• Lucky Buggers: Combat is dice base which might put some players off but there are many options, including choices of attack, equipment ect. that aid us with a plan for dice luck mitigation. Careful thought should enable us to best utilise the rolls we have. The AI deck governing vampire spawning and the Nigh/ Day cards are randomly selected according to individual scenario setup and have a range of difficulty, toughens and damned out right unpleasantness, so we will always have a random game each time… but this provides us with a necessary element for an all important, unpredictable opponent. Luck and randomness are present but are most definitely important to the way the game plays and feels.
  • Lows and Highs: From the outset, every turn is fraught with potential danger. game play is exhilarating during the Daylight turns as vampires sleep…but can be easily awakened…as for Nighttime turns, everything rises and it is an all out free-for-all. There is call for a lot of manual brain churning, but plenty of thrills and spills along the way too. I can see, having formed a bond with characters over the course of several scenarios, losing one might be traumatic, but in general this is a highly motivating game.
  • Footprints All Over Both Sides of My Table: The footprint is rather substantial, it has to be said. the play area requires most of the space but character dashboards and the numerous decks that require us to make multiple card draws from, need to be easily accessible. It is also useful to have space to line up the vampire models to gain easy access…I, however, simply tip them out into a vampiric mound and delve into the affray as and when necessary. I just manage to squeeze everything into a space of about 90cm x 90cm…but I imagine a full metre squared would be more comfortable.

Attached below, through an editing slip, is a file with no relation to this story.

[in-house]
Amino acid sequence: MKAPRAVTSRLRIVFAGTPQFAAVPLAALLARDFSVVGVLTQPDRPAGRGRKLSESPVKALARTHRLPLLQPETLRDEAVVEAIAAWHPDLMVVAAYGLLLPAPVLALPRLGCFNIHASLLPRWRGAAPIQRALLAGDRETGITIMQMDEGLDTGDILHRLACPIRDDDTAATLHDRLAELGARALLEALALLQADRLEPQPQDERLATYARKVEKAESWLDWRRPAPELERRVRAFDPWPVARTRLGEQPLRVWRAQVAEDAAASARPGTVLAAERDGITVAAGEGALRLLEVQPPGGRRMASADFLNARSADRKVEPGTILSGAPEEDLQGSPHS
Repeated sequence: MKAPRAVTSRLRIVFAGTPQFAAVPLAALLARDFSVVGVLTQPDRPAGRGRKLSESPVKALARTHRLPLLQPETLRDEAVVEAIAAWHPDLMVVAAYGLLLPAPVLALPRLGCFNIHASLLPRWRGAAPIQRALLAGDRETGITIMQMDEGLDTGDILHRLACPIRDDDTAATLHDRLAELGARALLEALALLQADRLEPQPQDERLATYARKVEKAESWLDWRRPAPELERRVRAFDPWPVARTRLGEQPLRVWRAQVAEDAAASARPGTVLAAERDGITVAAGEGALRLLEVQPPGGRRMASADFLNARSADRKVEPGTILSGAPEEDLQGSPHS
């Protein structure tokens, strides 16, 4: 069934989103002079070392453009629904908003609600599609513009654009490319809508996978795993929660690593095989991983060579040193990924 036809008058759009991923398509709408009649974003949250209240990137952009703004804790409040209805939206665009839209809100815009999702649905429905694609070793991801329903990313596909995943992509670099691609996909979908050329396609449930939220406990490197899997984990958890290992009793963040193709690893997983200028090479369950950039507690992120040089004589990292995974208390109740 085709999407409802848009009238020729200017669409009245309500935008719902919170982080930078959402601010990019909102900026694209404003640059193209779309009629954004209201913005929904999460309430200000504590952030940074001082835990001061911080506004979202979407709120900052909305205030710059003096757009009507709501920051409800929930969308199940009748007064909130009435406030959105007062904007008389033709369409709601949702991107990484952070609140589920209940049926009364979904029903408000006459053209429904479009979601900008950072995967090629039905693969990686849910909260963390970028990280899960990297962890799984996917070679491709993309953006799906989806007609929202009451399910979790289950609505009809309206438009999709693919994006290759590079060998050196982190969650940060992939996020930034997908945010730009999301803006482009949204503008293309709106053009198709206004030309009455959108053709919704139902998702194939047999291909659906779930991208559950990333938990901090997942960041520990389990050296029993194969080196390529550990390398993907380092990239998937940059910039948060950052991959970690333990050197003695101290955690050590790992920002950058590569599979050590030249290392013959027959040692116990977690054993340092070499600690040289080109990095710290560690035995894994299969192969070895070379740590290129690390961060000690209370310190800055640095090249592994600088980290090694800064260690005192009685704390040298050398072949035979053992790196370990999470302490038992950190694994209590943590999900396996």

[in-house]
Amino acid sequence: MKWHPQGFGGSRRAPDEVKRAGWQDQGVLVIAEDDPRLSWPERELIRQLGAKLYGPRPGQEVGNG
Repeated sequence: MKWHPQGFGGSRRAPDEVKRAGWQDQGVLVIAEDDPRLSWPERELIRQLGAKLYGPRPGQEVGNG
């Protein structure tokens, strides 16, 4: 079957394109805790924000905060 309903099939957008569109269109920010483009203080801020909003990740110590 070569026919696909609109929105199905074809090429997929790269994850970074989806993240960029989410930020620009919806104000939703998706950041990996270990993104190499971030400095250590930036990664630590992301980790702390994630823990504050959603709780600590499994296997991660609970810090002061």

• Set It Up Just To Tear It All Down Again: There are numerous tokens and miniatures to this game but they are relatively quick to unpack and sort. The loner process is each adventure set up. Everything required is simply and succinctly recorded in each scenario…baseboard set up, doors and stairs etc etc. The doors and such are populated on the board with speed but each game requires a different set up/construction of Daytime deck, nighttime deck, and encounter deck. this will probably be the most time consuming element. I would say all in all leave a good fifteen to twenty minutes until familiar with the game, at which point that time can conceivably be reduced by half-ish.